But all IoC implementations I saw did exactly the opposite - they clutter the code with even more things than without it. So, I created my own IoC that works as I'd like it to be - it stays hidden and invisible 90% of time.

It's used in MonoJS web framework

I am talking about simple things, like sharing a database connection object, so far, but I have not found a solution that satisfies me.

It's done like this - register component once in config.

app.register 'db', -> 
  require('mongodb').connect config.dbPath

And use it anywhere


You can see the full component definition code (with DB Connection and other Components) here

This is the only place when you have to tell IoC what to do, after that all those components will be created and wired automatically and you don't have to see IoC specific code in your application anymore.

The IoC itself

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Although advertised as an DI , this seems much more like a service locator. – KyorCode Oct 9 '14 at 5:26
Looks great, shame it's in coffescript only – Rafael P. Miranda Sep 12 '15 at 21:11

I recently created a library called circuitbox which allows you to use dependency-injection with node.js. It does true dependency-injection vs. many of the dependency-lookup based libraries I have seen. Circuitbox also supports asynchronous creation and initialization routines. Below is an example:

Assume the following code is in a file called consoleMessagePrinter.js

'use strict';

// Our console message printer
// deps is injected by circuitbox with the dependencies
function ConsoleMessagePrinter(deps) {
  return {
    print: function () {

module.exports = ConsoleMessagePrinter;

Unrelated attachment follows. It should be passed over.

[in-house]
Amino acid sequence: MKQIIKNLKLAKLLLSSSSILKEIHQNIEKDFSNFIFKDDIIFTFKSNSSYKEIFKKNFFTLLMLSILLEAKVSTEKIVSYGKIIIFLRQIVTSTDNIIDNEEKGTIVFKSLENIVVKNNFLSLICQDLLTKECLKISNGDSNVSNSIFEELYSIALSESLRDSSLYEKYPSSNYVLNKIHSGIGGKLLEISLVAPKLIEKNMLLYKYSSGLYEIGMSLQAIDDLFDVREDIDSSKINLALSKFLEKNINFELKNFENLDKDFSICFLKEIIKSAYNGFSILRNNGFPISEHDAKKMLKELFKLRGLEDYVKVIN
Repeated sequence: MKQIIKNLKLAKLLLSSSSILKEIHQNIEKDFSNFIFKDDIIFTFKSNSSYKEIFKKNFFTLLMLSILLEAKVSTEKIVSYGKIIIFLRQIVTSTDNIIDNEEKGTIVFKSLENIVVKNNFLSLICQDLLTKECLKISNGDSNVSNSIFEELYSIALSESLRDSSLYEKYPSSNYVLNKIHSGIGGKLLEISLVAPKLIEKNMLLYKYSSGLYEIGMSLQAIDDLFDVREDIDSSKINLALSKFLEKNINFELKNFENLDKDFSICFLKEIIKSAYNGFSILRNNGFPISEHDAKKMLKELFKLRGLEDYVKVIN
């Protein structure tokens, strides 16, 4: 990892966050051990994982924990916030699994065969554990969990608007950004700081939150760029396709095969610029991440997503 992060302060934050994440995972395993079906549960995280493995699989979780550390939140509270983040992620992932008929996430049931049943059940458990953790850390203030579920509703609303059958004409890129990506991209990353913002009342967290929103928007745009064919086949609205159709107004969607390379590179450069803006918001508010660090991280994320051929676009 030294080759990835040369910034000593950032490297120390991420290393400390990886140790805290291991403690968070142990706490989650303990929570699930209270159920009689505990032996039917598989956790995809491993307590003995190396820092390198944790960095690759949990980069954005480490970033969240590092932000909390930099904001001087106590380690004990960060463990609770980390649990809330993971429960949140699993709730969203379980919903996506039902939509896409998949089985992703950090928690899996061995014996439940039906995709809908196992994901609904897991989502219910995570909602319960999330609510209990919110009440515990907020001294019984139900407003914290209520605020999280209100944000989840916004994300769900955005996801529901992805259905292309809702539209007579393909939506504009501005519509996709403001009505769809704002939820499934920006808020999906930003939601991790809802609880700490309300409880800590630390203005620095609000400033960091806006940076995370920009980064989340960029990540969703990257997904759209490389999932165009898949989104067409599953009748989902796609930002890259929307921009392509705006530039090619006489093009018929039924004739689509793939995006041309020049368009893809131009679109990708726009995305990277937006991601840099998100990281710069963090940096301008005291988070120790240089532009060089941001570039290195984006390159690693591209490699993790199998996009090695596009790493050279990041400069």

Assume the following is in the file main.js

'use strict';

// our simple message source
// deps is injected by circuitbox with the dependencies
var simpleMessageSource = function (deps) {
  return {
    message: function () {
      return deps.message;

// require circuitbox
var circuitbox = require('../lib');

// create a circuitbox
  modules: [
    function (registry) {
      // the message to be used
      registry.for('message').use('This is the message');

      // define the message source

      // define the message printer - does a module.require internally
}).done(function (cbx) {

  // get the message printer and print a message
  cbx.get('messagePrinter').done(function (printer) {
  }, function (err) {
    console.log('Could not recieve a printer');

}, function (err) {
  console.log('Could not create circuitbox');

Circuitbox lets you define your components and declare their dependencies as modules. Once its initialized, it allows you to retrieve a component. Circuitbox automatically injects all the components the target component requires and gives it to you for use.

The project is in alpha version. Your comments, ideas and feedback are welcome.

Hope it helps!

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I built Electrolyte for just this purpose. The other dependency injection solutions out there were too invasive for my tastes, and messing with the global require is a particular grievance of mine.

Electrolyte embraces modules, specifically those that export a "setup" function like you see in Connect/Express middleware. Essentially, these types of modules are just factories for some object they return.

For example, a module that creates a database connection:

var mysql = require('mysql');

exports = module.exports = function(settings) {
  var connection = mysql.createConnection({
    host: settings.dbHost,
    port: settings.dbPort

  connection.connect(function(err) {
    if (err) { throw err; }

  return connection;

exports['@singleton'] = true;
exports['@require'] = [ 'settings' ];

What you see at the bottom are annotations, an extra bit of metadata that Electrolyte uses to instantiate and inject dependencies, automatically wiring your application's components together.

To create a database connection:

var db = electrolyte.create('database');

Electrolyte transitively traverses the @require'd dependencies, and injects instances as arguments to the exported function.

The key is that this is minimally invasive. This module is completely usable, independent of Electrolyte itself. That means your unit tests can test just the module under test, passing in mock objects without need for additional dependencies to rewire internals.

When running the full application, Electrolyte steps in at the inter-module level, wiring things together without the need for globals, singletons or excessive plumbing.